If all science classes were taught by someone like Jack Hitt, more people would be interested in science. Or at the very least brain science. Never have you seen someone describe the way different parts of the three-pound vital organ light up when we speak and when we listen so warmly.
The This American Life contributor (and frequent performer at New York storytelling venue The Moth) alternates between vignettes of personal yarns and empirical talks in his one-man show Making Up the Truth. He makes a strong start, picking up the audience and immediately dropping it off on Meeting Street. Hitt's a 10-year-old practicing magician, and he's moved to a neighborhood mostly occupied by "fairies." He learns the truth about sex as he hears stories about his fascinating neighbor Gordon, who eventually becomes Dawn Langley Pepita Simmons, noted for writing books, being half of South Carolina's first biracial marriage, and having sex reassignment surgery. This introduction was especially successful among the Charleston crowd, who let out some of their biggest laughs of the night; while the Southern charms and idiosyncrasies that Hitt describes may be foreign Northeastern metropolitan audiences, they were certainly familiar and welcome here.
Dawn was the person who led Hitt to telling stories, but hers was one he had stopped telling for decades, until his friend Ira Glass got Hitt involved in what would become one of NPR's most popular programs. The journalist became famous for his story about his old neighbor, and for others, like the one about his Brazilian death squad landlord Bob, which you'll also hear in Making Up the Truth.
Hitt realized the tale he had developed as a child seemed unbelievable, to the point that even he didn't believe it anymore. And as he points out in the more educational segments of the show, that's something that his brain, and all our brains, did intentionally. They create stories for us in a multitude of ways, from influencing how we see and hear things in the moment to how we remember those same things, because of evolutionary adaptations millions of years in the making. These are facts that Hitt presents simply and charmingly. It's brain science that won't hurt your brain.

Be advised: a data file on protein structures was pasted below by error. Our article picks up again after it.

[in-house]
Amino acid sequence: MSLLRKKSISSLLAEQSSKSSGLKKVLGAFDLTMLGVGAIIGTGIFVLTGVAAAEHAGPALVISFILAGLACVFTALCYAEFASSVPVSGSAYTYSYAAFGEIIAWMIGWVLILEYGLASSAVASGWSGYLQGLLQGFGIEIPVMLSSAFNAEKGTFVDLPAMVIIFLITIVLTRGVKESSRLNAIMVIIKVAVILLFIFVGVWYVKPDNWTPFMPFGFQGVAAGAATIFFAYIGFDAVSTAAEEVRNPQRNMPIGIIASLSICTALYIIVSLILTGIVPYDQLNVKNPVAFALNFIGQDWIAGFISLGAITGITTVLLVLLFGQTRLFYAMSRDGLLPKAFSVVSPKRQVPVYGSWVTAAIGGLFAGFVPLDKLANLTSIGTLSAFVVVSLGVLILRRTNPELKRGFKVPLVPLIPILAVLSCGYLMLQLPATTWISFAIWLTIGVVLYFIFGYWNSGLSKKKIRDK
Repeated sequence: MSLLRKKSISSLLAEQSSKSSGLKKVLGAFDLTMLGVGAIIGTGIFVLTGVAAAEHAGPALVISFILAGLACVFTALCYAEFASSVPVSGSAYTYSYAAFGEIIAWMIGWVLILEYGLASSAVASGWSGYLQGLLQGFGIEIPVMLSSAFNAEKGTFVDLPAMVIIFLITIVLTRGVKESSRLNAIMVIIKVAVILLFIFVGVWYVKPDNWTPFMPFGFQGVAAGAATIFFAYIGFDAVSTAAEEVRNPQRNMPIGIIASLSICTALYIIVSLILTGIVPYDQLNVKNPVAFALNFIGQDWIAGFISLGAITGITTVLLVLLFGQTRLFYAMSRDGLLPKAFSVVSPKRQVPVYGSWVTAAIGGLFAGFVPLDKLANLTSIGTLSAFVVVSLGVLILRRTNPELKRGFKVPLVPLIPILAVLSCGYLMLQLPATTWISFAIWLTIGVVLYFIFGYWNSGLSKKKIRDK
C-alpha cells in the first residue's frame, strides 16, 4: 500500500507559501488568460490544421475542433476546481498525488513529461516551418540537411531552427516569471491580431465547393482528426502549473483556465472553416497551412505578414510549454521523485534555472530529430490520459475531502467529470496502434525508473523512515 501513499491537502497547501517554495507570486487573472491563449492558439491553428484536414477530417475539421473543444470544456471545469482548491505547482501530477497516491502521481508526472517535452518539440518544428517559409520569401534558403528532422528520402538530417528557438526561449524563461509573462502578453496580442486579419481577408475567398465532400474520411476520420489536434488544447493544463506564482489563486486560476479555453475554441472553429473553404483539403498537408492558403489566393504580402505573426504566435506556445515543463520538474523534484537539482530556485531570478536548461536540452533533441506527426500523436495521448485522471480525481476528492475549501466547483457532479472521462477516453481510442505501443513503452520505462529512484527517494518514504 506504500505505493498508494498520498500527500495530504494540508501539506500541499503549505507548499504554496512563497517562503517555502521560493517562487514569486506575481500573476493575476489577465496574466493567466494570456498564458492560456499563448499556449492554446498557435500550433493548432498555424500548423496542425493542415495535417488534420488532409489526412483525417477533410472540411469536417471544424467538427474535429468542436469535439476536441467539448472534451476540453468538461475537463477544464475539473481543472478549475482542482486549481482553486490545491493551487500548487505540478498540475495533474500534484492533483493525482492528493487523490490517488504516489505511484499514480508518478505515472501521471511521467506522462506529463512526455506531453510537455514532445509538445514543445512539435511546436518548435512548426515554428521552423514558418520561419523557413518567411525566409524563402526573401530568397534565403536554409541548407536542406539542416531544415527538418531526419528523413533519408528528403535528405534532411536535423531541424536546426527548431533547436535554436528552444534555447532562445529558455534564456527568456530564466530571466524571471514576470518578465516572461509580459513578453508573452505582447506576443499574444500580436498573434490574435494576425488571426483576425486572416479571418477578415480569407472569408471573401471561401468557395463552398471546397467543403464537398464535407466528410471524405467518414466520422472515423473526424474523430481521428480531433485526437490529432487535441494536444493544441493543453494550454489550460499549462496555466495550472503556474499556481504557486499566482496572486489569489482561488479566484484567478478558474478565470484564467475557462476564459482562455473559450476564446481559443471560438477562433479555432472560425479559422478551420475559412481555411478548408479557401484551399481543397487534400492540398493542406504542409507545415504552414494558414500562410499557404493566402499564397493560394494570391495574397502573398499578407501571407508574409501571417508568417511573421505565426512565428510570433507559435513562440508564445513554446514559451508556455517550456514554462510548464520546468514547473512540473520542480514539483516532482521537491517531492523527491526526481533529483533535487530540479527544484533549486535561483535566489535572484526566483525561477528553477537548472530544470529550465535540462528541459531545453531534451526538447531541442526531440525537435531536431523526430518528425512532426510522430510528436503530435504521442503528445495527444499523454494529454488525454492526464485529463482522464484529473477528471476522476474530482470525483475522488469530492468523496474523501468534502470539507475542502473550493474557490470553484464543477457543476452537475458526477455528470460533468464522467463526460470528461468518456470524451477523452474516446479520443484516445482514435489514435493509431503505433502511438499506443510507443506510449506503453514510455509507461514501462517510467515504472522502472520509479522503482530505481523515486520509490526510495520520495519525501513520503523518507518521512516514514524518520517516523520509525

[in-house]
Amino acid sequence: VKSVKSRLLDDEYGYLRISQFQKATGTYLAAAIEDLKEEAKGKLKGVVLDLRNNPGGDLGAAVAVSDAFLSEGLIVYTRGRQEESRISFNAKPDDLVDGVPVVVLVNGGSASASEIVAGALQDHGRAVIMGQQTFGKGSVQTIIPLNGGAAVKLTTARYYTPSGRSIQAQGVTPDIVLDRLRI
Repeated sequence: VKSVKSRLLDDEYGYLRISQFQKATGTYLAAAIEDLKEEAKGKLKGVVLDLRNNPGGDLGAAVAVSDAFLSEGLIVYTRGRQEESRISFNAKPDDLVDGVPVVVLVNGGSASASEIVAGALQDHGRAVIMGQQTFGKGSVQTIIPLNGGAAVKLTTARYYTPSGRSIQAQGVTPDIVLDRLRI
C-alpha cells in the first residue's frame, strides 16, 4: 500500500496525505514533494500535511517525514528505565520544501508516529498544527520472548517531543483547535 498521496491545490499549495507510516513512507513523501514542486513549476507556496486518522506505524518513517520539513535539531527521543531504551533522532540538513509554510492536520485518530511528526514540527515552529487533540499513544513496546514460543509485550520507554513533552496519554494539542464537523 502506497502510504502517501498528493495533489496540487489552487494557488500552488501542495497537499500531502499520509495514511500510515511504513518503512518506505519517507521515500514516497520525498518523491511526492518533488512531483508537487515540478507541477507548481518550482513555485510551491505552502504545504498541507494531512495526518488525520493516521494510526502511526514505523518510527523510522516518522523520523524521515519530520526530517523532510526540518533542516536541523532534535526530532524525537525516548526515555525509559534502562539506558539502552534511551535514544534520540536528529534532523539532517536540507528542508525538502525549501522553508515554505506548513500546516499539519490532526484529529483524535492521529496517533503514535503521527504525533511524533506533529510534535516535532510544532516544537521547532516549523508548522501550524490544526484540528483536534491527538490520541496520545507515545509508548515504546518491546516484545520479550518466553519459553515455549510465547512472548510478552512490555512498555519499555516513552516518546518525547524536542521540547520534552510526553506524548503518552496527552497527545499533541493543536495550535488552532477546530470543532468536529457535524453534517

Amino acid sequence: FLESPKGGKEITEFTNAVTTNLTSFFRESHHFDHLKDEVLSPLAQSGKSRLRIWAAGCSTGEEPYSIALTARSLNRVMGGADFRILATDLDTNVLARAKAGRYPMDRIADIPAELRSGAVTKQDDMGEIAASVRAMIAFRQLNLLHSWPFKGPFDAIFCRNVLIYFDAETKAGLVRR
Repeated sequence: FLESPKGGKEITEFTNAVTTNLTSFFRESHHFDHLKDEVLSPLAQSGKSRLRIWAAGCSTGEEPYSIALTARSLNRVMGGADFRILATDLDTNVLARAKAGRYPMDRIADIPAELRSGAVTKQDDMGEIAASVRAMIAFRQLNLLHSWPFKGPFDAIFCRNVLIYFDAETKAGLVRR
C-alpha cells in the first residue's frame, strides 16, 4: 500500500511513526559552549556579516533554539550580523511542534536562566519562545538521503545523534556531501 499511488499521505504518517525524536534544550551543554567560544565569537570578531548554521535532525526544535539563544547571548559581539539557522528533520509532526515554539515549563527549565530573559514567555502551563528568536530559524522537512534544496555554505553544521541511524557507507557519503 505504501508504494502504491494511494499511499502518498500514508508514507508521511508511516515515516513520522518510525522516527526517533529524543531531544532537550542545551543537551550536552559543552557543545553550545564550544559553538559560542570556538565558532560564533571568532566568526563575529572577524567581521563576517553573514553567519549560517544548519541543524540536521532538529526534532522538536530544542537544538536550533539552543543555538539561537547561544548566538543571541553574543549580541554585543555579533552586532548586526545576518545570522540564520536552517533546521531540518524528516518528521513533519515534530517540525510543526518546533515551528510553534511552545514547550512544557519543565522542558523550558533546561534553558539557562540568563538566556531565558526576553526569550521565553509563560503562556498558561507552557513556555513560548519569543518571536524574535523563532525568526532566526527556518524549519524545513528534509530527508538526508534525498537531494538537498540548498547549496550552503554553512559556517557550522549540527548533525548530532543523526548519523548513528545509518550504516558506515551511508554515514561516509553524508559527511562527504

The stage is sparse but homey, a stool on the left and a kitchen table on the right. Behind Hitt, a screen visually illustrates some of the ideas or anecdotes he presents, from a childhood photo of an unfortunate haircut to ever-entertaining entertaining optical illusions. Hitt is obviously an excellent writer, something especially apparent during his hysterically lucid pantomime of a disastrous production of Peter Pan.
But the night wasn't flawless. Hitt was miked, but it seemed like there were projection issues. (The volume was comfortable for the reviewer sitting in the fifth row, but it may not have been for someone all the way at the top of this full house.) And since he's not a trained actor, there's a rehearsed quality that the show can't quite shake, until its last story. The one about Hitt's childhood best friend, who died of cancer when they were 22.
It is a tragic way to wrap up the show, but it manages to be a darkly funny account. Hitt's description of a couple seemingly sketched out by R. Crumb, along with their tasteless attempts at sympathy at a wake, is quite possibly the funniest moment of the night (especially when Hitt mimics the skinny wife). When he tells this tale, it's like the rest of the theater disappears, and all that's left is you and him and your brain.